Meet Your Experience Escort

Did you know that the SNL skit Pretty Living was written by Molly Shannon and is based on an ad she saw in a newspaper where a woman was advertising herself as a “Joyologist”? I found that out in her book Hello, Molly! 

I wish life coaches still called themselves this.

Anyway, reading that sparked a memory and I think I may know why I have such a problem with these self-proclaimed masters of life.

When I was 12, I got hustled by a woman who claimed to have the secrets that would help me live the life I want.

She was a phone psychic I called in the 90s and she couldn’t even tell that I wasn’t 18. I was away at cheerleader camp when my parents got the bill (thank God) and upon my return, they treated me to McDonald’s then presented me with the bill and promptly grounded me for about 4 months. #bossmove

“Did she predict you’d get grounded?” my dad asked.

“Well, she couldn’t predict that I wasn’t an adult so no.”

I forgot all of her predictions almost immediately which is a great sign that it was a bunch of bullshit, especially since I had 4 months of solitary confinement to try and remember them.

As a kid, I didn’t understand how this woman got hired as a psychic. Was there a test? Did they do that thing where someone goes “guess what number I’m thinking of?” and the interviewee goes “3!” and the hiring manager is like “you’re hired!”

How does one become a psychic?

As an adult, I know the answer. 

You just say you are one. And I know this because that’s how you also become a life coach and/or self-help guru. The requirements are the same too: you just have to be good at bullshitting. A skilled salesperson if you will.

I talk A LOT of shit about life coaches, particularly the 20-something-year-old Instagram ones, but that’s only because I, respectfully, find them to be full of shit. 

I realize how judgemental I am about this subject and believe me, I don’t care. 

For the record, I don’t think the people who seek out these internet snake oil salesmen are crazy or stupid.

Seeking help (period) is not stupid. It’s incredibly brave. 

The people who proclaim to have a secret that nobody else has and convinces others who are vulnerable and in emotional need to pay anywhere from $500 a month to $85,000 a year to learn it? People who lack the education or even experience to position themselves as some sort of emotional healer? THAT’S the shit I’m not cool with.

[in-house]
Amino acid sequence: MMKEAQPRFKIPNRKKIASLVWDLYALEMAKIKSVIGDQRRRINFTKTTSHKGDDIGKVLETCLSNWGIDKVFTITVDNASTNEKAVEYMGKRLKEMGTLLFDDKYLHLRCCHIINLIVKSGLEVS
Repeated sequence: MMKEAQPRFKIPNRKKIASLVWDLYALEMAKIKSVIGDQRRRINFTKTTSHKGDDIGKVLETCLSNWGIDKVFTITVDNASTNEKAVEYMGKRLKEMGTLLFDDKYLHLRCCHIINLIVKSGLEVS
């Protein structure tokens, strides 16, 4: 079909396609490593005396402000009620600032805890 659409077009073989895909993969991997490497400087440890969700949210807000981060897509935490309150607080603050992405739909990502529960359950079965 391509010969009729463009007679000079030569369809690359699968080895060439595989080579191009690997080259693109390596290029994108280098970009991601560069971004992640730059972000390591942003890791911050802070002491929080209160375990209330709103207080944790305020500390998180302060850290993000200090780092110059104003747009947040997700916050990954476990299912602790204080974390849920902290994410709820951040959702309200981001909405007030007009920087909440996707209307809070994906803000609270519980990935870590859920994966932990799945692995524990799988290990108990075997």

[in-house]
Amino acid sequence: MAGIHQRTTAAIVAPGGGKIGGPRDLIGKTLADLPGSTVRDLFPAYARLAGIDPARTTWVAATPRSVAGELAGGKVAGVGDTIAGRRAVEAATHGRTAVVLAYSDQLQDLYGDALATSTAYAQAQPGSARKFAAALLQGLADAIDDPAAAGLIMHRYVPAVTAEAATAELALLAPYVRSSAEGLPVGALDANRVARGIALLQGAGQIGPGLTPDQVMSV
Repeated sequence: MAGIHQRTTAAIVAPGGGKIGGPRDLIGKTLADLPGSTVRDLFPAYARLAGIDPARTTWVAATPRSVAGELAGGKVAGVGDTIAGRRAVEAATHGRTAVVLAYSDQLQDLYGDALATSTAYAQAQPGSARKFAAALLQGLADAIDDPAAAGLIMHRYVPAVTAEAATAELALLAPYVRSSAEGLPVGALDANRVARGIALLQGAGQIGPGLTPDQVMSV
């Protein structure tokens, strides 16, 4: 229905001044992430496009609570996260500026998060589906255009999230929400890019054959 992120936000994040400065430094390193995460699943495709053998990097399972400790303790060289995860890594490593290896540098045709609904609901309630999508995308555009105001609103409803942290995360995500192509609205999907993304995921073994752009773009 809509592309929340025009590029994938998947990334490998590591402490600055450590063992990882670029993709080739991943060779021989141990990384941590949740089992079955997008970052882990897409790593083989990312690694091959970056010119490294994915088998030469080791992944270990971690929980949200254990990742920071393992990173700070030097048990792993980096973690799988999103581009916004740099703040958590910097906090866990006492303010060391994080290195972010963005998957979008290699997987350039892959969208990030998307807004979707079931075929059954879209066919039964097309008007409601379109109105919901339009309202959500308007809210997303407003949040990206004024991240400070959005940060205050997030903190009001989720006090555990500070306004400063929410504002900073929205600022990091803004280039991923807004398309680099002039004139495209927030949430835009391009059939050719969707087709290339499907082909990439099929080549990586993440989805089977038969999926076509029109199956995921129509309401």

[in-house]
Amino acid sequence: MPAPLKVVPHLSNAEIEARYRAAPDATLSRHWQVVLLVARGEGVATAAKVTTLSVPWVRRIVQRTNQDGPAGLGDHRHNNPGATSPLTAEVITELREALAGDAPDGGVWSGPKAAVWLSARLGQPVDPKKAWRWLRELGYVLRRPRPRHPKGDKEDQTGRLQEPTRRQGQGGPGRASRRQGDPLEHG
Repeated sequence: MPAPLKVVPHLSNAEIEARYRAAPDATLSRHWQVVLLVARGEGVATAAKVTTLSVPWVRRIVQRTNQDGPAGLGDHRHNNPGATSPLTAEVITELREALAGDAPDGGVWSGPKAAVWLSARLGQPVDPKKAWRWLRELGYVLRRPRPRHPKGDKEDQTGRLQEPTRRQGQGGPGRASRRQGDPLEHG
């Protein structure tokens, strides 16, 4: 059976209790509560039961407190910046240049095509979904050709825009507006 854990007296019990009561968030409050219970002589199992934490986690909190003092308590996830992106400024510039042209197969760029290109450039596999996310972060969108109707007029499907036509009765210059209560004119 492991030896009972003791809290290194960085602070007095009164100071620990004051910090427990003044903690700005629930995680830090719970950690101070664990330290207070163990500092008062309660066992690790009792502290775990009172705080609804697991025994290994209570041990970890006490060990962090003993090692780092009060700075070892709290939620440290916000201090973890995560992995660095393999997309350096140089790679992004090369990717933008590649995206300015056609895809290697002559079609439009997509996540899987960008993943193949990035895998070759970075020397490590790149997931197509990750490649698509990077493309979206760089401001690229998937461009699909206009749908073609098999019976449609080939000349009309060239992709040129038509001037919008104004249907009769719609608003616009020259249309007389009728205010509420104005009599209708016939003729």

I mean, even Oprah’s favorite book The Secret – which tells you the whole secret (envisioning your goals, putting them on a vision board if you’re into that shit, and then doing your goals) in a matter of pages – costs like $20. 

Those above mentioned rates may sound made up and oddly specific but there’s a reason for that: a gym friend of mine has worked with life coaches that both charge and pay other life coaches that much. 

I’ll explain.

This friend first worked with a 20-something-year-old life coach to help with her marriage. This self-proclaimed life coach (and now astrologer, I just found out) has never been married and at the time, was dating a man that recently got served by his divorce lawyer for non-payment and was about to lose his own law license. 

As you may have guessed, her lack of experience in this field didn’t work so my friend moved on to another woman claiming to have “the secret”. 

And where did she get said secret?

From none other than Mr. Tony Robbins of course. 

I did not know that Tony Robbins’ business was more than just his motivational speaking and his books. Apparently, you can become one of his disciples/coaches by paying thousands of dollars to ascend the ranks. Kind of like Scientology. 

Or a pyramid scheme.

My friend began attending retreats hosted by a Tony Robbins disciple/former gym member named Laura (who actually came into the gym one day pretending to visit everyone but was actually there to “feel our energy”) and became a different person.

I wouldn’t call her enlightened so much as I would call her cold as fuck.

She went from joking around and dancing at the gym to ignoring all of us and shutting everyone out, including one of her best friends. And after Laura’s visit, she started saying that the gym was full of bad energy. 

She continued to show up, however, and (ironically) spread her bad energy  around the gym, to the point where a week-long absence for a work trip was celebrated by a couple of the coaches and some of the members. Everyone was tired of her coming in and being, to be frank, painfully unbearable. Like an abscessed tooth. 

Or a pyramid scheme pitch.